News and analysis from The Center for Michigan • http://thecenterformichigan.net
©2015 Bridge Michigan. All Rights Reserved. • Join us online at http://bridgemi.com
Original article URL: http://bridgemi.com/2013/06/fortress-grosse-pointe-in-world-of-school-choice-community-says-stay-out/
16 June 2013
GROSSE POINTE — When Dan Roeske was running for the Grosse Pointe Public Schools board in 2011, he found himself addressing a PTO group at Poupard Elementary, one of the district’s 13 schools. A woman asked bluntly about one of the district’s perennial issues.
“Where do you stand on open enrollment?” she asked.
Roeske took a breath, and told her he was against making Grosse Pointe a schools-of-choice district.
“Good,” the woman said, flatly. “Because I moved from Detroit to get away from those thugs, and I don’t want them in my schools.”
If that sounds like something you’d expect to hear in in a suburban Detroit district widely assumed to be wealthy and white, Roeske quickly points out his questioner was African American, and Poupard, the school where they were, was in a part of the district that extends into an adjacent and decidedly middle-class suburb — Harper Woods.
More than 80 percent of Michigan schools have opted to become school-of-choice districts since 1996, when they were first allowed under state law. Districts may open themselves to non-resident students, who arrive with backpacks full of cash – the per-pupil allotment from the state. Schools of choice have expanded the options for parents dissatisfied with their local schools, and have provided a financial boost to districts; it’s also one of the eight “best practices” districts can pursue for a $52-per-pupil funding boost in the most recent iteration of Gov. Rick Snyder’s education policy.
But some districts have resisted opening their doors to non-resident students. The law requires an annual vote by the board on the question, and in Grosse Pointe no one can remember a single vote – not one, not ever – in favor of it. School board candidates pledge their loyalty to the status quo, and the issue is only discussed in terms of how fiercely it will be resisted by administrators, parents and trustees.
In Grosse Pointe, school choice is like Communism in the 1950s: You can’t stand too strongly against it.
And yet, accusations regularly fly about widespread residency cheating, and an administration unwilling to crack down. Last summer, a group calling itself Residents for Residency attended a number of board meetings, pressing the administration to get tougher, to check documents more often, to make sure, every year, that every single student is a legal resident of the district.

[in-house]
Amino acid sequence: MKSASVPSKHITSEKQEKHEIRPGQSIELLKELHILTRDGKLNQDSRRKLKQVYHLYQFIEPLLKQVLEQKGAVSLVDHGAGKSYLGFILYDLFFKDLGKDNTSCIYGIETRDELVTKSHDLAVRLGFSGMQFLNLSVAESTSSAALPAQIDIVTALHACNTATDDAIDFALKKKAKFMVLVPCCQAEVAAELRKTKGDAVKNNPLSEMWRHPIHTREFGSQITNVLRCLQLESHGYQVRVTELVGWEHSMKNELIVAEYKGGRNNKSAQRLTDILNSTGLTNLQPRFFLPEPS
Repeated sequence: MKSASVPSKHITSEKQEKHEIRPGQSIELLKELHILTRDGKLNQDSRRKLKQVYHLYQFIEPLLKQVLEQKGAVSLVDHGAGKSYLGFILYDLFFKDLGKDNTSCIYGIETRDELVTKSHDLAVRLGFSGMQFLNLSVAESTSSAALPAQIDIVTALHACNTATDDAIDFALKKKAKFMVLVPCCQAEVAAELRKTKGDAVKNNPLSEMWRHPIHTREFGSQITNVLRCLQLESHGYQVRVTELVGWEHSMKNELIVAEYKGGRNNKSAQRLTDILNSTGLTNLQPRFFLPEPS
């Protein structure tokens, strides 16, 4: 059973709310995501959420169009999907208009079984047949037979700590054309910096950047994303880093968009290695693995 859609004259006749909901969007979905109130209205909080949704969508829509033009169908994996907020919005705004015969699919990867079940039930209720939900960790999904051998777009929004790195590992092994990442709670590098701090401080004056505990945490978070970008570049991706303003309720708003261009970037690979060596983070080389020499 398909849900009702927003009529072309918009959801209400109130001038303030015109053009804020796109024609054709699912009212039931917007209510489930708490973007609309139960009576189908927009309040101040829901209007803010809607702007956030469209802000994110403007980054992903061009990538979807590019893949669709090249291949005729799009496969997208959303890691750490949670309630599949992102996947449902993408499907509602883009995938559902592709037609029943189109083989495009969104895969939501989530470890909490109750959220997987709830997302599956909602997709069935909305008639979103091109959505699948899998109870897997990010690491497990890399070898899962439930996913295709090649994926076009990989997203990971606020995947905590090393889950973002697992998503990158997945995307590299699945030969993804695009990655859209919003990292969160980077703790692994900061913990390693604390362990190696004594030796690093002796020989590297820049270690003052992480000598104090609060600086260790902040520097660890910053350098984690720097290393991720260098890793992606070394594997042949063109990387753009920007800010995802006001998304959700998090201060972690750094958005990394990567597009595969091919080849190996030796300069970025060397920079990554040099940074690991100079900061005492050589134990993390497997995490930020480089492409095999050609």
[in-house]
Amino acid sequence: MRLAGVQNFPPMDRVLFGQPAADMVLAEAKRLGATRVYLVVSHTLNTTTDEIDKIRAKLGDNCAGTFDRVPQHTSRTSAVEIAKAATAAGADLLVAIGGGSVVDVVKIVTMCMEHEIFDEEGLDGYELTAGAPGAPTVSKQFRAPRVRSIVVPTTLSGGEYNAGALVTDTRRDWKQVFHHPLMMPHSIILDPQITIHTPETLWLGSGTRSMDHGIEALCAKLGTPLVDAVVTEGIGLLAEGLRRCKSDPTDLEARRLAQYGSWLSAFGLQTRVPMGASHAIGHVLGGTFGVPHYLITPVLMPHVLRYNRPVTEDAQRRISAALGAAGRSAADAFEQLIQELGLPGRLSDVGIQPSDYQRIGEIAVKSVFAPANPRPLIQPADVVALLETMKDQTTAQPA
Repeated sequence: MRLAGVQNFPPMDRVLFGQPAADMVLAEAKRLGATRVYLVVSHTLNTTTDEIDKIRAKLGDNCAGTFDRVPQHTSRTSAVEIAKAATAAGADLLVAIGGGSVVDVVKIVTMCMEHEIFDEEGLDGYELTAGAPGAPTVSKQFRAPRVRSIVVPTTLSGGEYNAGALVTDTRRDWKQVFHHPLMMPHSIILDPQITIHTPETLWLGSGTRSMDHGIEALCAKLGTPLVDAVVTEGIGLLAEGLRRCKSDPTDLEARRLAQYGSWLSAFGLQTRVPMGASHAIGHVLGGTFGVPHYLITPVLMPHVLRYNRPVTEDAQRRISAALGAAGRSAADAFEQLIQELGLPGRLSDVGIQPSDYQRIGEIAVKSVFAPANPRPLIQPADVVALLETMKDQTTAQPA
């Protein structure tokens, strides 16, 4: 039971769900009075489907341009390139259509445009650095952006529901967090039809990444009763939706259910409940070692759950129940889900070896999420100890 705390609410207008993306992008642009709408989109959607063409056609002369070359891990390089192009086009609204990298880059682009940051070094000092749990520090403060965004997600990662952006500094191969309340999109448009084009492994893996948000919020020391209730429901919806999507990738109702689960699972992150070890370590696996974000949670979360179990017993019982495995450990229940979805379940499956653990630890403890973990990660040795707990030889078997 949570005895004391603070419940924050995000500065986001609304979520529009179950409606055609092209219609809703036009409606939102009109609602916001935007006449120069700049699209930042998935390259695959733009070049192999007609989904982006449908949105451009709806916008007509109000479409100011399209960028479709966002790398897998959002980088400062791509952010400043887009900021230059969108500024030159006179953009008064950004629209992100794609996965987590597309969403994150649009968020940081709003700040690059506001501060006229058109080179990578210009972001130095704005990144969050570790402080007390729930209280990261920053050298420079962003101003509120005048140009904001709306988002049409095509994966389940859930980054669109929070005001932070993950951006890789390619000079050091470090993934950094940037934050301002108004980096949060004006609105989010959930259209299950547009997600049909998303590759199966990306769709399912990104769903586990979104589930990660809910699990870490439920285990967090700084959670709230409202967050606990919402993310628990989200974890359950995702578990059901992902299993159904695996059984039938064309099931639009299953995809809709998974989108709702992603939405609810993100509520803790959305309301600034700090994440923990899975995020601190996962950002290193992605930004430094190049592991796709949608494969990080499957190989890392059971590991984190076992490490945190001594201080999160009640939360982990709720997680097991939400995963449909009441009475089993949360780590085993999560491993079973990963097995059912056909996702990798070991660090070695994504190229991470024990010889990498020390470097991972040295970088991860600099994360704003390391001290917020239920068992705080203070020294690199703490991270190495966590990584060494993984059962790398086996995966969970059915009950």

They succeeded in forcing a policy change that would make the family of any student caught attending illegally liable for a tuition payment of $13,030, although, to date, none have been assessed the penalty.
The Grosse Pointe Public School System posts regularly updated data on the number of residency investigations they do, and an FAQ document as well. At last summer’s meetings, Assistant Superintendent Chris Fenton, who oversees residency checks, pointed out that his staff checks out between 100 to 200 students every year, and usually ejects between 40 to 60 of the district’s enrollment of 8,471.
The Residents for Residency were not mollified. “If you were doing your jobs,” more than one said at the microphone during public comment, “the number would be zero.” Or, put another way: None would get in in the first place.
Fenton takes such remarks personally. He doesn’t deny some nonresident parents will go to great lengths to send their children to school in Grosse Pointe. But he has sat in his car outside a suspected residency cheater’s address in the predawn darkness, like a cop on a stakeout, watching to see if a boy or girl emerges with a backpack to walk to school. He has seen children driven up to a relative’s house in the trunk of a car and let out like illegal immigrants to scurry through the back door and out through the front, as though they lived there. He has peered through windows looking for evidence of habitation. He has knocked on doors and asked to see children’s bedrooms.
The district’s FAQ lays out some facts: In 2005, the district re-registered every student, at a cost of more than $80,000. The district pays private investigators about $8,000 a year to check out tips from teachers, staff and the public. State documents put Grosse Pointe’s per-pupil funding at $11,541 from local, state and federal sources for the 2011-12 school year, the most recent data.